Tuesday, January 17, 2012


From Blog12

Apostasy appears slyly at first,
Disguised as tolerance,
Disguised as a broader gospel,
An advance of faith.

It wears a smile
And waits awhile,
Mixing subtle lies
With loads of truth.

Then, once it's grown,
It shows its truer self,
Tolerating everything
But the truth about Jesus.

Apostasy is
A hungry lion in the nursery,
A rattlesnake in the baby's crib.
A poison pill in the bottle of medicine.

If you let it grow,
You'll be left with
A hollow faith, rejecting the real Jesus.
Confident in lies, abandoning Truth.

You'll have religion without redemption,
Spirituality without the Spirit,
Songs without salvation,
Respectability with eternal death.

Wake up!  Repent!
The Lord commands you to obey.
Return to him with fiery zeal.
Kill the lies before they kill you.

But understand this, that in the last days there will come times of difficulty. For people will be lovers of self, lovers of money, proud, arrogant, abusive, disobedient to their parents, ungrateful, unholy, heartless, unappeasable, slanderous, without self-control, brutal, not loving good, treacherous, reckless, swollen with conceit, lovers of pleasure rather than lovers of God, having the appearance of godliness, but denying its power. Avoid such people.
--2 Timothy 3:1-5 ESV
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Ρωμανός ~ Romanós said...

In human terms, 'Wow! An awesome poem!' and in God's terms, 'Well written, good and faithful servant!'

Apostasy, yes, a hungry lion (who ate all the baby's food?), a rattlesnake (how babies love to play with rattles!), a poison pill (not death by accidental overdose of a good thing, but deliberate and treacherous substitution of bad for good).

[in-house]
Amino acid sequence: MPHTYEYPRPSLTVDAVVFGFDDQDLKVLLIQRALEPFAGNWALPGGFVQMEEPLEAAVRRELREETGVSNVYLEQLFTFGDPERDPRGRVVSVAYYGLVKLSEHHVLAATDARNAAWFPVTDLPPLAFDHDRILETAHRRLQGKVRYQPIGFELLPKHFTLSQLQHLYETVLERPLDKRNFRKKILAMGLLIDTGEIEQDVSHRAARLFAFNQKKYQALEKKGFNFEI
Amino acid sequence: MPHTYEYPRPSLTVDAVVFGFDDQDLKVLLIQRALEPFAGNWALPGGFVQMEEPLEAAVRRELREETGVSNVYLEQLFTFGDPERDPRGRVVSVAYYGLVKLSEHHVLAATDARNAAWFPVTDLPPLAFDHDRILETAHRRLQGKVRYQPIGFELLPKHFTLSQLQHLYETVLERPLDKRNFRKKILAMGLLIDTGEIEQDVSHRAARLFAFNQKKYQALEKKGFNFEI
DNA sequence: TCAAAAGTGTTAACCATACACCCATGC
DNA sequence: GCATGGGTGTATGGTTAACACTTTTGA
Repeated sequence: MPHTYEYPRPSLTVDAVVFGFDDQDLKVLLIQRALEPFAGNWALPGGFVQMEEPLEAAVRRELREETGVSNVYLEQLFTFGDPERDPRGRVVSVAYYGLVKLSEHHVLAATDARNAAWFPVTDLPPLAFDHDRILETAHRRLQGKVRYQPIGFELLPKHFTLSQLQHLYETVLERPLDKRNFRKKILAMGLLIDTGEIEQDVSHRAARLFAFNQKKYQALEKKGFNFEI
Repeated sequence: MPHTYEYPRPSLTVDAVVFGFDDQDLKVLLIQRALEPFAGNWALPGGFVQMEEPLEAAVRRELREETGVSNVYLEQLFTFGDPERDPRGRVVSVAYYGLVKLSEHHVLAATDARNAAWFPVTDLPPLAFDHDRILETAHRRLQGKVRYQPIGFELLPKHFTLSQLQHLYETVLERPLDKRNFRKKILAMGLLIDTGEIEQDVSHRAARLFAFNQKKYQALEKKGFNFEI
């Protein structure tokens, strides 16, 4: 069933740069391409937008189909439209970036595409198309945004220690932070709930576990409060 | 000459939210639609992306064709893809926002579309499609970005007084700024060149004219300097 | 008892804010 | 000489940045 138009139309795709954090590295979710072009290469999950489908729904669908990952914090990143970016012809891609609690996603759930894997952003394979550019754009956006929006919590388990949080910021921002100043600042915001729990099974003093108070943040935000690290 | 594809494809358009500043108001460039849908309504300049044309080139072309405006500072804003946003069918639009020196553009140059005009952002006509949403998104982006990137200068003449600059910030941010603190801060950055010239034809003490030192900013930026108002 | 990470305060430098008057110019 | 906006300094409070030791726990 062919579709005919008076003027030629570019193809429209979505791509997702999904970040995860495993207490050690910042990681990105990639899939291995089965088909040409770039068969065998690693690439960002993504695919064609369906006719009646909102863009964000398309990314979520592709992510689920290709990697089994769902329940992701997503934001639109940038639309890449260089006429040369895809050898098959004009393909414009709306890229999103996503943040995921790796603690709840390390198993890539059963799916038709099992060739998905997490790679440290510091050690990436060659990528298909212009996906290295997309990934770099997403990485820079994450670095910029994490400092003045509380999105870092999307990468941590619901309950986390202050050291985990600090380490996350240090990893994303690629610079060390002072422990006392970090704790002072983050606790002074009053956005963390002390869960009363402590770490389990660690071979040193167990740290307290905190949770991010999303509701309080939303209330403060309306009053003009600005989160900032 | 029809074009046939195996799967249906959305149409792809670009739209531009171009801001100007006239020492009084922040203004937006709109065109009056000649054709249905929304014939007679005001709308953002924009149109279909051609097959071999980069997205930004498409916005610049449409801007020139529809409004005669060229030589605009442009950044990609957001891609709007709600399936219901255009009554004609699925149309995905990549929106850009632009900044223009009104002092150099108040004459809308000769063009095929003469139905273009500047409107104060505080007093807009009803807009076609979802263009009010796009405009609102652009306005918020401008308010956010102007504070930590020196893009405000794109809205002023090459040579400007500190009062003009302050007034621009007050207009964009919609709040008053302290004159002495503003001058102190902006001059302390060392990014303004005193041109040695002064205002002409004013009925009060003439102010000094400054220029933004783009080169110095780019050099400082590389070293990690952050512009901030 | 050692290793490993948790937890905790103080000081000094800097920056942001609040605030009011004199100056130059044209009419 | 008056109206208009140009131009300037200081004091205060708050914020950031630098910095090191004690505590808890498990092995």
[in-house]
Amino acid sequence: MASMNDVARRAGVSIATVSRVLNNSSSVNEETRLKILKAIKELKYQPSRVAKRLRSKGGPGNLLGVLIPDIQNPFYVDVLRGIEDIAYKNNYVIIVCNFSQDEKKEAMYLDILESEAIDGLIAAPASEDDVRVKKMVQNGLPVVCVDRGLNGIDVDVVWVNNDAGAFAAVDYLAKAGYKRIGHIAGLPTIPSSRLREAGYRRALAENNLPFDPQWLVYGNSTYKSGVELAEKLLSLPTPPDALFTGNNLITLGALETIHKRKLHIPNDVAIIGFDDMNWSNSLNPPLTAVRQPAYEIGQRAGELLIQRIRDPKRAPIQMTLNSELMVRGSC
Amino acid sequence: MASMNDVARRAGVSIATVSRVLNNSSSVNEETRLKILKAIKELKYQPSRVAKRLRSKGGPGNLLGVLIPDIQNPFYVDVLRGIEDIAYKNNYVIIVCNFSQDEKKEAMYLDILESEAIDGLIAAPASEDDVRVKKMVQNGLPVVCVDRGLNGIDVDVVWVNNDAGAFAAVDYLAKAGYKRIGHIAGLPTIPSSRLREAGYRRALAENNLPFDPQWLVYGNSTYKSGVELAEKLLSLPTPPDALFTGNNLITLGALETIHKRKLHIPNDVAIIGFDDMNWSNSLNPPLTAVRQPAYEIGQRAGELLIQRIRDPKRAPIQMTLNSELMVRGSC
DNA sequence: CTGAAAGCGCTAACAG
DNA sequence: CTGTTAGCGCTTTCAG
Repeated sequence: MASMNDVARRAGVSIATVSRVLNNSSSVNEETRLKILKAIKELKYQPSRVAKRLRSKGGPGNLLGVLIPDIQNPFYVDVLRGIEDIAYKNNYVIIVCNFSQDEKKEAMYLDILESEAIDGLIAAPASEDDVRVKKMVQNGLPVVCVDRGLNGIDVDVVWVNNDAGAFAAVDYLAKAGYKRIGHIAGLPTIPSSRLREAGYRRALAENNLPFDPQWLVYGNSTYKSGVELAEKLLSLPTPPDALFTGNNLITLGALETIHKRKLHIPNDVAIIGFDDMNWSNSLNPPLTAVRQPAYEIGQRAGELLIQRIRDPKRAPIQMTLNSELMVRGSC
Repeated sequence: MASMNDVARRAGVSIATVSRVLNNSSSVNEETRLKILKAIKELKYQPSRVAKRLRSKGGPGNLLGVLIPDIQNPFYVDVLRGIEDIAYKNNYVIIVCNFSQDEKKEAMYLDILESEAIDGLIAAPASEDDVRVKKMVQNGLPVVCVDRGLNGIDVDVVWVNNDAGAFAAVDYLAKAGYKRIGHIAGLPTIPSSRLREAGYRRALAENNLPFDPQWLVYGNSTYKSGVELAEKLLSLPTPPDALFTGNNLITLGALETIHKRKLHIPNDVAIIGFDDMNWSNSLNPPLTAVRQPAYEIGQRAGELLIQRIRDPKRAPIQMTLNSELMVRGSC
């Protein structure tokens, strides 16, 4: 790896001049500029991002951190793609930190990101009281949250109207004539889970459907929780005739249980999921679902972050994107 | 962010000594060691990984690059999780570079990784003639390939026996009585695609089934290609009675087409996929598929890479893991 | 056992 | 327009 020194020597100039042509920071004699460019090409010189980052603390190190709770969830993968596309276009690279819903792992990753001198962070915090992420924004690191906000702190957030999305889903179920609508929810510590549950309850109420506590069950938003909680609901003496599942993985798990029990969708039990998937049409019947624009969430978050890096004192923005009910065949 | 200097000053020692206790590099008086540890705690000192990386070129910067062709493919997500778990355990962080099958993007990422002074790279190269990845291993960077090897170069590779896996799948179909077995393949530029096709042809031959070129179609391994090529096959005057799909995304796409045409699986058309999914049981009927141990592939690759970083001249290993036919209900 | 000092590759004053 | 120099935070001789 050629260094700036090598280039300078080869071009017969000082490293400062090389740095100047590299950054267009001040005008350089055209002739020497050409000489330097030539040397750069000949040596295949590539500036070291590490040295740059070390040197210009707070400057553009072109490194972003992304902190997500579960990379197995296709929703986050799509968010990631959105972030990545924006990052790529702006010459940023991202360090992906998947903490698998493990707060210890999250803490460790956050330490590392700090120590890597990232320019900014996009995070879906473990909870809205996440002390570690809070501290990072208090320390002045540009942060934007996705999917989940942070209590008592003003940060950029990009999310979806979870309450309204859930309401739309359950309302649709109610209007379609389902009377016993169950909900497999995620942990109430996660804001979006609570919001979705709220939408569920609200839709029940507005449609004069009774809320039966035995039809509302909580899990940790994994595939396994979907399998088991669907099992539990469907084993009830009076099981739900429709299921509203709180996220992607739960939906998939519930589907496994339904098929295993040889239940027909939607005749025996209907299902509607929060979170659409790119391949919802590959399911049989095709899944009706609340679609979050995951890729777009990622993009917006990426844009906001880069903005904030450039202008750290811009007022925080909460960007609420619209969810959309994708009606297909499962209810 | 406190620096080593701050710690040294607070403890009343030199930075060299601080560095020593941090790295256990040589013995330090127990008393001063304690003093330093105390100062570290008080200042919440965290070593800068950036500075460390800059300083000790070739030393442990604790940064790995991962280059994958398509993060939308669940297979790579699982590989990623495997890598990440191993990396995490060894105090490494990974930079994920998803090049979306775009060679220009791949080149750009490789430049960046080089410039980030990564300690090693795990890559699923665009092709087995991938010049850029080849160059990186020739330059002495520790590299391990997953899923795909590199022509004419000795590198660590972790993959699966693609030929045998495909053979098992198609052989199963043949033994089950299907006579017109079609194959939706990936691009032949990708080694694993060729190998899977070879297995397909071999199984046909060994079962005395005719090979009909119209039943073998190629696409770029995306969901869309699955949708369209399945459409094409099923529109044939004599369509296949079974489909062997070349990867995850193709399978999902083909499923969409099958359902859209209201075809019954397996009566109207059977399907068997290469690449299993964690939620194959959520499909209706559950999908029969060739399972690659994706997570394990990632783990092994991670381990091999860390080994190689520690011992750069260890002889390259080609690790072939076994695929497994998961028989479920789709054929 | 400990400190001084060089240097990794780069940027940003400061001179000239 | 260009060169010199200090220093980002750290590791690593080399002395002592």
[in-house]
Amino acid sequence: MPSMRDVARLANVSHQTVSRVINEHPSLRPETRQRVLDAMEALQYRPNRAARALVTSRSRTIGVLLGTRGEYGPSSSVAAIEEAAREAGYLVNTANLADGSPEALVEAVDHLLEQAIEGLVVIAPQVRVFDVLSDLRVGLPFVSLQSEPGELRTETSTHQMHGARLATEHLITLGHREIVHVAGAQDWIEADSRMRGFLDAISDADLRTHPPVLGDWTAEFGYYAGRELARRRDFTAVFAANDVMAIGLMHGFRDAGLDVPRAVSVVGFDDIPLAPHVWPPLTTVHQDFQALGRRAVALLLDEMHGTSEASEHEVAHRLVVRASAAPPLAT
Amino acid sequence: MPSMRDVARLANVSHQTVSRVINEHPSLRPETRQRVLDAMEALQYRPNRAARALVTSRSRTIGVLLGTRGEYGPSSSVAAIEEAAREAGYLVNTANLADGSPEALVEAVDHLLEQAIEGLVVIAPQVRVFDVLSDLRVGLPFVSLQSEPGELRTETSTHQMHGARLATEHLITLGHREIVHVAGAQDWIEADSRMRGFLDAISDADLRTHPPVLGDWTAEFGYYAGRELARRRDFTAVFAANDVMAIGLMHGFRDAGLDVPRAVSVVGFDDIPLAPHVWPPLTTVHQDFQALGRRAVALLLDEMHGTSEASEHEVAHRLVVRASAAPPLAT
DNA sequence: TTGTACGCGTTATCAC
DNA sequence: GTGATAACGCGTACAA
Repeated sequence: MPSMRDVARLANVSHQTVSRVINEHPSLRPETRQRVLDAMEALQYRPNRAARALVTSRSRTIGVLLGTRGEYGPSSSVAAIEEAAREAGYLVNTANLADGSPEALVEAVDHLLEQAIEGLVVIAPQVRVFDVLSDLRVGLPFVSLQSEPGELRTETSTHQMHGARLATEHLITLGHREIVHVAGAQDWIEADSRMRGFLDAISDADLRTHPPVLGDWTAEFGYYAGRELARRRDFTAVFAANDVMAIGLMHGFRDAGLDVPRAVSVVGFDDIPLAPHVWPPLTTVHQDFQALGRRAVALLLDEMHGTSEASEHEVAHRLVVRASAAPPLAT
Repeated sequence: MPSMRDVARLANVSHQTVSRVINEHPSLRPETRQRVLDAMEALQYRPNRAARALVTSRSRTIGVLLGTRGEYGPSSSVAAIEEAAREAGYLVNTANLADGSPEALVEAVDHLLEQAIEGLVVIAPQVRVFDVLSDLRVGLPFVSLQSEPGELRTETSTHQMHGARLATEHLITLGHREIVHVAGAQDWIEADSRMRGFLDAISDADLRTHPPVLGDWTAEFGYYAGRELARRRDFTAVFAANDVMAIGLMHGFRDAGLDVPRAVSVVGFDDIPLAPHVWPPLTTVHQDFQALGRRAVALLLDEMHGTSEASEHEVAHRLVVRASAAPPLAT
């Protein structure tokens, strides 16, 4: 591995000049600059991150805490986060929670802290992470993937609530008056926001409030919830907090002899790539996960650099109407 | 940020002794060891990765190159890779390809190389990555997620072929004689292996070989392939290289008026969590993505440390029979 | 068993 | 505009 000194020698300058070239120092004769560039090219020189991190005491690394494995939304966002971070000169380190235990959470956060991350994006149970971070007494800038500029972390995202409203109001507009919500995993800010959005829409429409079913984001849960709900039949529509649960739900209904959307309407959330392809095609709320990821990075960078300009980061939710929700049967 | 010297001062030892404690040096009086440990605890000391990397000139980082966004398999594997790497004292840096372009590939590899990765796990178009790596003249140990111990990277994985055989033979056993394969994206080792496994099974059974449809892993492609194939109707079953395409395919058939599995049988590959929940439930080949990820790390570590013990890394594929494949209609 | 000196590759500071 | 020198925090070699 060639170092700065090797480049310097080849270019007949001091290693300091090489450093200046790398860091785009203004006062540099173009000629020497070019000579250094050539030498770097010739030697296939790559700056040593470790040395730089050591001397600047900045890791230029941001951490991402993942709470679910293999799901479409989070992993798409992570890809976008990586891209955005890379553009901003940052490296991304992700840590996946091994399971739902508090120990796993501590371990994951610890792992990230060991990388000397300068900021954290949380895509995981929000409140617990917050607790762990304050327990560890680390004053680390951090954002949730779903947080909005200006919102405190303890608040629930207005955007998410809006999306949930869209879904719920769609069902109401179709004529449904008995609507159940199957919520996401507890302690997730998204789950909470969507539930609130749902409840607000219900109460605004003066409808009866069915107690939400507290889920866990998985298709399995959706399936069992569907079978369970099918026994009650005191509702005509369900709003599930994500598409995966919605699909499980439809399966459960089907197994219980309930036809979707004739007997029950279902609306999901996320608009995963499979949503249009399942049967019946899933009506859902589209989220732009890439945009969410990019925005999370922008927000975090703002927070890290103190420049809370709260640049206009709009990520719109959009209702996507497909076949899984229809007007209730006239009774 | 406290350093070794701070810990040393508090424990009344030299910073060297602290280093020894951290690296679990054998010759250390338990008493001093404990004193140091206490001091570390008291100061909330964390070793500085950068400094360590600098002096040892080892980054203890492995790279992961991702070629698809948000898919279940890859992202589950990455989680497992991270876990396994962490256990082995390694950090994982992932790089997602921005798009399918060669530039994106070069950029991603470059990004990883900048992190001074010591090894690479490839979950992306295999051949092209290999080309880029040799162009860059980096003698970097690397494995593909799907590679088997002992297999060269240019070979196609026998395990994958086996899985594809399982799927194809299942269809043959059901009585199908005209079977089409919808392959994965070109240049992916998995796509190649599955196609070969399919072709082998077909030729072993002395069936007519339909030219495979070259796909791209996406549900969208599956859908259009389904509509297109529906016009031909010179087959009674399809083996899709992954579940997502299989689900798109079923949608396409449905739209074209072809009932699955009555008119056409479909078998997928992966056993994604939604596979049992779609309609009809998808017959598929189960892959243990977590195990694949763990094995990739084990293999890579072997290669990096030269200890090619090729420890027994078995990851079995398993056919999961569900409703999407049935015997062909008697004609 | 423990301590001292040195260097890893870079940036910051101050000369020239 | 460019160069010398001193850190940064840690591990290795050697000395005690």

'Woe to those who call evil good and good evil, who put darkness for light and light for darkness, who put bitter for sweet and sweet for bitter' (Isaiah 5:20 NIV).

Apostasy, yes, but—thanks be to God—we are confident that when He looks at the Church, He sees only those whom He has drawn there, drawn to Jesus.

dfish said...

Great description of the results of what is so commonly accepted in our day. The church has largely lost it's saltiness as a result of toleration.

Ρωμανός ~ Romanós said...

The Church is intolerant in principle because she believes; she is tolerant in practice because she loves. The enemies of the Church are tolerant in principle because they do not believe; they are intolerant in practice because they do not love.
— Réginald Garrigou-Lagrange

I have the above quote in the sidebar of my main blog. It is by a Roman Catholic theologian, but it still defines for me a characteristic of authentic, faithful Christianity, and contrasts the biblical from the worldly view.

Jim Swindle said...

Romanós, your comments, as so often, are profound.
dfish, thank you, brother, for your persistence in affirming truth and in encouraging me.